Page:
In conclusion, game development is emotionally draining, a lot of work and a lot of pressure, so please don’t make that worse. These individuals don’t have to develop games, but they do it because they love to make people happy and give them something they can enjoy. How can it then make sense to throw that back in their face by being unsupportive and ungrateful? Every game we play is a product of an individual or a team’s investment of their time, passion, money, patience, social life, talent and so much more. They are a beautiful combination of efforts and should be valued, understood and appreciated every step of the way.

So overall, or TL;DR:

  • Have more appreciation
  • Show some support
  • Have some empathy
  • Respect the development process
  • Love games
  • Be a good person

Your developers are doing this for you as much as they are doing it for them, so please take some time to digest and appreciate that. The industry will be a better place if we have happy people making games and those people will be much happier if we support them along the way, no matter what happens. We’re only human, we’re not invincible and life is short, so let people prioritise what’s important when it’s necessary, and be assured that it is in everyone’s best interest.

Stay safe!

 

 

 

 

 

Support your industry!

Recently I stumbled across a post on a Facebook forum from an individual who had taken the bold decision to quit their job in pursuit of their passion for video game composition. Largely, the post was met by positivity and support with people commending their bravery and wishing them luck for the future. I thought it was lovely to see, until I started reading the comments.

I was both surprised and disgusted to see several individuals spouting insults and negativity regarding the individual’s work, and essentially telling them they had no place in the industry. I was absolutely stunned firstly that these people felt they had a right to take their entirely subjective viewpoint and communicate it as though it was fact, and even more stunned that they could be heartless enough to embarrass a fellow member of their industry and hurt their aspirations.

As far as I am concerned, there is no place in our industry for such vilifying attitudes. Having been involved in the wonderful game audio community for a couple of years now, I have been fortunate to be consistently surrounded by supportive people. So, I was naturally surprised to see that people with such attitudes still rear their heads in our community. There is a vast and very damaging difference between providing someone with constructive advice and feedback, and meaninglessly insulting their ability.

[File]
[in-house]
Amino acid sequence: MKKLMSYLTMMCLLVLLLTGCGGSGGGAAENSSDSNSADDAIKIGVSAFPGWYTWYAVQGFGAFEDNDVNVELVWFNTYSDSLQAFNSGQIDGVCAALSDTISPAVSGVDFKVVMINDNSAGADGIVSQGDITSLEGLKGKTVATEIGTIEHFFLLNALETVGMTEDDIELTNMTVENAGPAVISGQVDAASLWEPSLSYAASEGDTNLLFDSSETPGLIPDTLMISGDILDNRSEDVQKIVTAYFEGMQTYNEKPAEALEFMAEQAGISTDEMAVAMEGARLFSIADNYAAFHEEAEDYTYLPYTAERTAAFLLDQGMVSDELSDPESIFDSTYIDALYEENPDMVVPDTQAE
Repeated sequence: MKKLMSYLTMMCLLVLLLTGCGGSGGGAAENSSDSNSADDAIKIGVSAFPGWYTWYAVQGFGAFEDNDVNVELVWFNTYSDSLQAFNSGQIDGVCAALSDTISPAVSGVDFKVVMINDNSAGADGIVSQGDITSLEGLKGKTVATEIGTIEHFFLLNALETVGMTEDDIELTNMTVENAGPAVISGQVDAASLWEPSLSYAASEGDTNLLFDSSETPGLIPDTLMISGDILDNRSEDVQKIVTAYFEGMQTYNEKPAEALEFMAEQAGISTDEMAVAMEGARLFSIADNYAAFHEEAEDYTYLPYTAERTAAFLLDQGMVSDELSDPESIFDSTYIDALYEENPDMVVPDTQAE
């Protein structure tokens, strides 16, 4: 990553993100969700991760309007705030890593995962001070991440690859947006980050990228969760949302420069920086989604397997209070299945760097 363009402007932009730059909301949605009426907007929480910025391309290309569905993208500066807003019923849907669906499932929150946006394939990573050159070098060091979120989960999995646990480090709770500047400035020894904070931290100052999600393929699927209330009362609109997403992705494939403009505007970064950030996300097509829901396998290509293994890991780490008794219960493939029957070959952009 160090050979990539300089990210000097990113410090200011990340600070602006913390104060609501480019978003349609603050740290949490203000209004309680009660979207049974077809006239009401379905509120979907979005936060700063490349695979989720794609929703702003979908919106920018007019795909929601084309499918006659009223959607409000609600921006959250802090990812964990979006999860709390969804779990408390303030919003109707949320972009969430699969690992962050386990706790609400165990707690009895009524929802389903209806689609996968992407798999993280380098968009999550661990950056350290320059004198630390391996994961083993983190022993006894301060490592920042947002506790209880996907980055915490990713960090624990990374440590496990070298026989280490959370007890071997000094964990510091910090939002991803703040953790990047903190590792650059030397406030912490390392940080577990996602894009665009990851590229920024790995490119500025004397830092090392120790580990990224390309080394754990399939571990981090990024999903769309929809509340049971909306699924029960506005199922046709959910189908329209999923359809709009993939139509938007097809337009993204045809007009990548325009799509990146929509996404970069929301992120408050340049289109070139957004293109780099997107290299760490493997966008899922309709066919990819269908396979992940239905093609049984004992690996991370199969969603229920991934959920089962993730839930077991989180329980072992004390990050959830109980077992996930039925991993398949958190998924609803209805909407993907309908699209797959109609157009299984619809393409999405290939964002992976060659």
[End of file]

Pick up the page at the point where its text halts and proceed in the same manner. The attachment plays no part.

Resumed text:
In this industry, relationships are everything and a surprising number of people will remember your name and face if you present yourself in an unsavoury fashion. Those that hire you will hire you more for your personality than they will for your skill. Quite simply, decent people wish to surround themselves with other decent people. There are unfortunately some people who fail to realise this and think that having a survival of the fittest attitude will benefit their career’s development. Realistically, with such a vast network of jobs and aspiring audio designers, you will rarely come in to direct competition with those you interact with on the internet. Therefore, surely it makes sense to form friendships and make contacts, rather than burn bridges and create enemies?

Amongst the game audio network, I have encountered multiple instances where several of my friends, including myself, have been applying for the same jobs. Yet despite being in direct competition, we are still supportive of one another and only ever congratulatory if we lose the position to one of our friends. We are all in the same position and we all appreciate how hard it can be to get in to this industry. Therefore, we all work our utmost to be encouraging of one another. After all, shouldn’t that be what being a community is about?

Like many creative industries, game audio can be a very isolated path, particularly if you are working freelance or starting out for the first time. Therefore, having a strong network around you is one of the most beneficial things you can have. As aforementioned, those of us in the game audio industry do work hard to ensure that, that strong network is maintained. Many of us consciously invest time in helping those that are starting out and share tips, information and resources with those around us. That undoubtedly is one of the many things that make the game audio community so great, and something that I hope forever continues.

There is never a need or an excuse for putting down those around us. We all have a shared passion and shared aspirations to be a part of this fantastic and ever-growing industry. Despite what some may think, there is enough room for everyone who wants to work their way in to it. It does take perseverance and dedication, but that’s what makes it worth it. So if you are just starting out, please don’t ever let unnecessary criticism stop you from pursuing your passion. We all start at the bottom, and we all only ever get to the top by continually practising, learning and honing our craft. So keep practising, keep pursuing and keep positive! For want of a less cheesy phrase, we’re all in this together.